Saturday, December 10, 2011

Book Review: Management Mess-Ups

What Not to Do

Sometimes it's fun to define things by their negative...if you're not quite sure what you DO want, at least you can start with what you DON'T want.

I have taken this approach myself with a high-level look at management practices.

The subject of today's book review is the crown jewel of this strategy: Management Mess-Ups - 57 Pitfalls You Can Avoid (and Stories of Those Who Didn't) by Mark Eppler.

This is a great read for growing managers. Eppler provides an exhaustive list of essential management practices and real-world illustrations in a format that is easy to read and understand.

The 57 Pitfalls in Management Mess-Ups are organized into 13 sections including categories such as: Leadership, Communication, Motivation, Managing Change, Personal Development and, finally, "The Big One". More on this at the end the post.

Examples of specific pitfalls included in the list:
  • Believing leadership is power instead of influence.
  • Not meeting routinely with customers.
  • Believing people will keep planting seeds if they don't participate in the harvest.
  • Failing to manage conflict constructively.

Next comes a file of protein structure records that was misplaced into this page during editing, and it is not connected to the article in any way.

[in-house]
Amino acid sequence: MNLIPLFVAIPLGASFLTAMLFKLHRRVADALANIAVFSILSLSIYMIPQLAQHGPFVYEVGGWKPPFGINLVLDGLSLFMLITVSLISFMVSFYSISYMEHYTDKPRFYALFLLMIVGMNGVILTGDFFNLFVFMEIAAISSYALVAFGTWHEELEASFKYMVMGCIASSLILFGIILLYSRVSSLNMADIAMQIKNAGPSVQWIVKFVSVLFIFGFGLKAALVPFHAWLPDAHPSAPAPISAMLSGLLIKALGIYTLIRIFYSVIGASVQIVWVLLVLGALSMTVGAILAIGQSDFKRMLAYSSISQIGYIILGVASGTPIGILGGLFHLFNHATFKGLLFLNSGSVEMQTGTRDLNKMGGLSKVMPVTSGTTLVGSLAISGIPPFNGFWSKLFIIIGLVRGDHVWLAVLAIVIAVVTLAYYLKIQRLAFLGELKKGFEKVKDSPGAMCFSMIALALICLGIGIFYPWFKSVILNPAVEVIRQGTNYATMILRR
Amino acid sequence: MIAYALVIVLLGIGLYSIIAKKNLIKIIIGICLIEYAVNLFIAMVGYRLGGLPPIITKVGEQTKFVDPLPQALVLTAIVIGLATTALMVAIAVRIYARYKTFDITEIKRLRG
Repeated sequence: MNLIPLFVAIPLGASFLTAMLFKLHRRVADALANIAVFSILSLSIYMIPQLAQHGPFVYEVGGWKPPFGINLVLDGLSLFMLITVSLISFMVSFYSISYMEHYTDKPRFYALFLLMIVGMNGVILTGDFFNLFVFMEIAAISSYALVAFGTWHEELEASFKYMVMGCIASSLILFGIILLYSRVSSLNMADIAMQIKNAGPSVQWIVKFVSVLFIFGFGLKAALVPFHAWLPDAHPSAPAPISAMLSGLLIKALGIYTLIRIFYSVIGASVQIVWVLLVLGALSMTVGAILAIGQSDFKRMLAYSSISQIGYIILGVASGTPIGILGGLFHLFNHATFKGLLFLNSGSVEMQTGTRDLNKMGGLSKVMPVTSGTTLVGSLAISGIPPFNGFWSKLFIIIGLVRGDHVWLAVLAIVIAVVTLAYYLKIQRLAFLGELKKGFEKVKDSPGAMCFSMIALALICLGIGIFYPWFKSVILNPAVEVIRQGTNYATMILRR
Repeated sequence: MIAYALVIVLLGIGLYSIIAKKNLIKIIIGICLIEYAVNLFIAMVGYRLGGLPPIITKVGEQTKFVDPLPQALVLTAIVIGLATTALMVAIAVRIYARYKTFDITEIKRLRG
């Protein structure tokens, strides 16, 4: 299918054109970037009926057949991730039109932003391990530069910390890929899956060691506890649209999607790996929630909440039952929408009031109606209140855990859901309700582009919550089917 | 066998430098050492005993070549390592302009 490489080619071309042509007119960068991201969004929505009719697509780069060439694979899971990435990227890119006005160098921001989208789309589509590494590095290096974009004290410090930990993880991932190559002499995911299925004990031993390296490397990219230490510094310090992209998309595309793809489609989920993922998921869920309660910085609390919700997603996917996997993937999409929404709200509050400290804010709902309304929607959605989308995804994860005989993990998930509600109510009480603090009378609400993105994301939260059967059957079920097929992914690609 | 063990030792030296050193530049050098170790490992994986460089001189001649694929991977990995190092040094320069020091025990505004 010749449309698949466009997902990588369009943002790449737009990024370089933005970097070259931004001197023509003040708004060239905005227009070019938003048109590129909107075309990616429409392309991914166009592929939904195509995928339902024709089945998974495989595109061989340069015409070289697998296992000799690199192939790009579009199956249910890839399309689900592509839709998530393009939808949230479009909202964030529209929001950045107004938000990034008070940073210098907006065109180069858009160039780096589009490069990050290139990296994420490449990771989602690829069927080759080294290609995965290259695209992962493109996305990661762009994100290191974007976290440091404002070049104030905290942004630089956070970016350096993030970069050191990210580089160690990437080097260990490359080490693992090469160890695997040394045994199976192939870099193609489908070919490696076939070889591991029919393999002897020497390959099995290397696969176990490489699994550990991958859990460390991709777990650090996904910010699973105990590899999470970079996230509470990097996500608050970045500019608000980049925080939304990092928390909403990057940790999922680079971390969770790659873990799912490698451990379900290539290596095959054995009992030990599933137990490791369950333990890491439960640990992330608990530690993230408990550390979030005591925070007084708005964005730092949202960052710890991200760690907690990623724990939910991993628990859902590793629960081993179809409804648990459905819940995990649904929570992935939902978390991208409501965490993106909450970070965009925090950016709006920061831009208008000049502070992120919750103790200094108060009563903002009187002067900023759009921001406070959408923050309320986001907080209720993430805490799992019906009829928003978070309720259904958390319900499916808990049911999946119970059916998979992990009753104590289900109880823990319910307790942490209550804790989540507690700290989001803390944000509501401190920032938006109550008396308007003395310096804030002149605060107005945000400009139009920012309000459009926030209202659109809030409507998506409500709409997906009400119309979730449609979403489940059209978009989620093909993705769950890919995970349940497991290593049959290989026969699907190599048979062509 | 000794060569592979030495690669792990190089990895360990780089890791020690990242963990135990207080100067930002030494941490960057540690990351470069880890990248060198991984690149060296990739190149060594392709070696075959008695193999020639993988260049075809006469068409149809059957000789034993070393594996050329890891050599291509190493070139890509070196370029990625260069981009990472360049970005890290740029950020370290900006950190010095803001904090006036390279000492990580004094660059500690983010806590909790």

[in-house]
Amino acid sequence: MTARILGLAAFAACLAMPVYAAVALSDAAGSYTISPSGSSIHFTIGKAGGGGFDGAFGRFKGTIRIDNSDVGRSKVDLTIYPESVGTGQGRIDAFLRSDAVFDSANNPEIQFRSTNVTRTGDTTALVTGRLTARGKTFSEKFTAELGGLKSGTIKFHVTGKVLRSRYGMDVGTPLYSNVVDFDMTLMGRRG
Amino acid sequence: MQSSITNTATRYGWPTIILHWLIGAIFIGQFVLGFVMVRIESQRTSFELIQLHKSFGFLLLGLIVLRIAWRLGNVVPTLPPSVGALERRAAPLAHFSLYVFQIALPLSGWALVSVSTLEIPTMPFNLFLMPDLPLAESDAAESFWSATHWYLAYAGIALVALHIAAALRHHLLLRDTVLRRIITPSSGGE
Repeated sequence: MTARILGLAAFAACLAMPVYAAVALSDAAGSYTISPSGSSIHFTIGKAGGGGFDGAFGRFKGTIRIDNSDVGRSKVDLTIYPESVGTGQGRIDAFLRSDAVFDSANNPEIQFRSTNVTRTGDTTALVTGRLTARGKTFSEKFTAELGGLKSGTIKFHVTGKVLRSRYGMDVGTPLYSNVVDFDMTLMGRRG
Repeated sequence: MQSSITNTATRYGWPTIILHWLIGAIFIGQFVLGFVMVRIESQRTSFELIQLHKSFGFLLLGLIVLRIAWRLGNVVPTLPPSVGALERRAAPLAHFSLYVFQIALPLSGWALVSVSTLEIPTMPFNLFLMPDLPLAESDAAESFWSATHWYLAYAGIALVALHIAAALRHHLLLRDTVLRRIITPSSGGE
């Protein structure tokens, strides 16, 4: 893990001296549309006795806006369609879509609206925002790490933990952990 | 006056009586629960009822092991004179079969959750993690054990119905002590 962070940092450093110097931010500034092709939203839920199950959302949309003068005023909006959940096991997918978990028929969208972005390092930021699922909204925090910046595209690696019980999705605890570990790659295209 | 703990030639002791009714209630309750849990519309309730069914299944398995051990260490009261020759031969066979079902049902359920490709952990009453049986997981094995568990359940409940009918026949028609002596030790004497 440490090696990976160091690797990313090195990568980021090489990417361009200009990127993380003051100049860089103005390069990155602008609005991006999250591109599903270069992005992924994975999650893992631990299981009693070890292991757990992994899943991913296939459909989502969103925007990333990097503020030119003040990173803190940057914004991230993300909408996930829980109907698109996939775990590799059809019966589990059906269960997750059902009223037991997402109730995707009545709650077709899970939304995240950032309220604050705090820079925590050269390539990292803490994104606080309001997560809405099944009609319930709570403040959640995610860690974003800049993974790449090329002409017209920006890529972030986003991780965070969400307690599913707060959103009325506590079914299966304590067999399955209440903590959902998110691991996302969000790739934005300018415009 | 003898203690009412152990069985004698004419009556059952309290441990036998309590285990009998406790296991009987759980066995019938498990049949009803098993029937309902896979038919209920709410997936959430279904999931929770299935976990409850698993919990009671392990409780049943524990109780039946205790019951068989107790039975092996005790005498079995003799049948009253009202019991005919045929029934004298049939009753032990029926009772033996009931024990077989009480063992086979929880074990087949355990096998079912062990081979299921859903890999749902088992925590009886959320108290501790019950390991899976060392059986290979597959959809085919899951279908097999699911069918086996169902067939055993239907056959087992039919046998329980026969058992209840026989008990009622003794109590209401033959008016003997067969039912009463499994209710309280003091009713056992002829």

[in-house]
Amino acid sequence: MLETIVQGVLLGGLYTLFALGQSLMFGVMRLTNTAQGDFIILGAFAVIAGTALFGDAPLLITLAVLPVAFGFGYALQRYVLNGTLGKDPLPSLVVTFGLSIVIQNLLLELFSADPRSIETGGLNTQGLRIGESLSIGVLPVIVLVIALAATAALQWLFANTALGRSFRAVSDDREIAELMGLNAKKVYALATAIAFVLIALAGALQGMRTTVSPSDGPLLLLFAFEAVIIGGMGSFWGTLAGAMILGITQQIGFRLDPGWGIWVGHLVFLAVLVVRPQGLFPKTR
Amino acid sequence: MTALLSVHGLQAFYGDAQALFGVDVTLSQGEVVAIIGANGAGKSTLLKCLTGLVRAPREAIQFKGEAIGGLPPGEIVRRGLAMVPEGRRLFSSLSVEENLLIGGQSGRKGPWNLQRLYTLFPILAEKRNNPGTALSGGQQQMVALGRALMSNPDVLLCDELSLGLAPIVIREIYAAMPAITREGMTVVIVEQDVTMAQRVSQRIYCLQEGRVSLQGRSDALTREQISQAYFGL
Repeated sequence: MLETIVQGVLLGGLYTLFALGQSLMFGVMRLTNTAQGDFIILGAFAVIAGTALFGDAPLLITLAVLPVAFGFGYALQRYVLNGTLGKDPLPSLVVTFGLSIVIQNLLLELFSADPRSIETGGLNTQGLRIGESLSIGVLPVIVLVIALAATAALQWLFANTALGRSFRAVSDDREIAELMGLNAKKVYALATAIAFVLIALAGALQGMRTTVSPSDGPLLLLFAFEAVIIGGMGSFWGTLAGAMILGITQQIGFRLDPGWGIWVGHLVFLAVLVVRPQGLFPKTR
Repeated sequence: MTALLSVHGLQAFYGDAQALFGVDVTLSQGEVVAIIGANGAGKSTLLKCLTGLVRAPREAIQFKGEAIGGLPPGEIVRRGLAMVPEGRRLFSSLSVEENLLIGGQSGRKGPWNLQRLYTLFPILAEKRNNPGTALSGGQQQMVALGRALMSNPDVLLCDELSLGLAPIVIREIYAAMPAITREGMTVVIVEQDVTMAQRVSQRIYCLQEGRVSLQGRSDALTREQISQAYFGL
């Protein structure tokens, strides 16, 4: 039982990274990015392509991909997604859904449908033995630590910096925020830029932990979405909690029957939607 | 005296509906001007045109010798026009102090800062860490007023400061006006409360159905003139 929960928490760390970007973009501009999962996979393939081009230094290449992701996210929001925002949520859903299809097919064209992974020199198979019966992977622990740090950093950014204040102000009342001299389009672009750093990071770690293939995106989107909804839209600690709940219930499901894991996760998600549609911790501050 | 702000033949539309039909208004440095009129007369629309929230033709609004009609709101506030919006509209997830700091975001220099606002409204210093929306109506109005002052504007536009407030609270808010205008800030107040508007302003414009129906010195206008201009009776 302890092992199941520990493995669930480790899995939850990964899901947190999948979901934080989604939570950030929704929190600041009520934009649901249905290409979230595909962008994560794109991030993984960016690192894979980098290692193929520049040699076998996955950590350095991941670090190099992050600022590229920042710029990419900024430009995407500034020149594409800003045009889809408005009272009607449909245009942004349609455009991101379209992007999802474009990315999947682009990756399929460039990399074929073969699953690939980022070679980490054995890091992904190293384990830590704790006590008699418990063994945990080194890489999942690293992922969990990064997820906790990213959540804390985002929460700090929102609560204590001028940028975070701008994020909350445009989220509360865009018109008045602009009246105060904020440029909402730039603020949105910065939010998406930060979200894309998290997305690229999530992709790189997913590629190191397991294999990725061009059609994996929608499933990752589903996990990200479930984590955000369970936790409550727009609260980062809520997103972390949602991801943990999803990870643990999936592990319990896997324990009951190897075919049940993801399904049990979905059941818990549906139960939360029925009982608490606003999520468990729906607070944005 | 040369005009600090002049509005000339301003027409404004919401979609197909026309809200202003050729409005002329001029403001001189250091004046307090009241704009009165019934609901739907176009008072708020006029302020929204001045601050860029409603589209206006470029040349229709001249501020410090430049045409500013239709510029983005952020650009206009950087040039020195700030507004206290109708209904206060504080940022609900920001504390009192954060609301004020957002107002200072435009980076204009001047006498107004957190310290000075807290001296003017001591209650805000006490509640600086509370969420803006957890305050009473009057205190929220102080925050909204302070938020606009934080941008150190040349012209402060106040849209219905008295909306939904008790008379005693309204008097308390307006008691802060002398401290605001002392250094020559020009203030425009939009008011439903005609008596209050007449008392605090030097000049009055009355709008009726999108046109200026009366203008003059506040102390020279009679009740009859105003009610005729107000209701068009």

The Big One

Eppler concludes Management Mess-Ups with a pitfall that garners its own section titled "The Big One". This management and leadership mess-up definitely deserves its own section and is particularly relevant for readers of this blog:

Failure to practice in reality what you learn in theory.

Final Thoughts

There is one danger in sources that tell us what to avoid - we can become so focused on avoiding trouble that we lose our focus on what we should be doing. (See I Looked for the Dry Places for more on this.) Management Mess-Ups is not one of these. Every mess-up is clearly related to what you DO want to do.

I strongly recommend Management Mess-Ups for any growing manager. It's fun and you'll recognize yourself in at least one or two stories.

Happy Reading,

David M. Dye

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Twitter: @davidmdye
David shares twenty years experience teaching, coaching, leading, and managing in youth service, education advocacy, city governance, and faith-based nonprofits. He currently serves as Chief Operating Officer for Colorado UpLift and enjoys helping others discover and realize their own potential.

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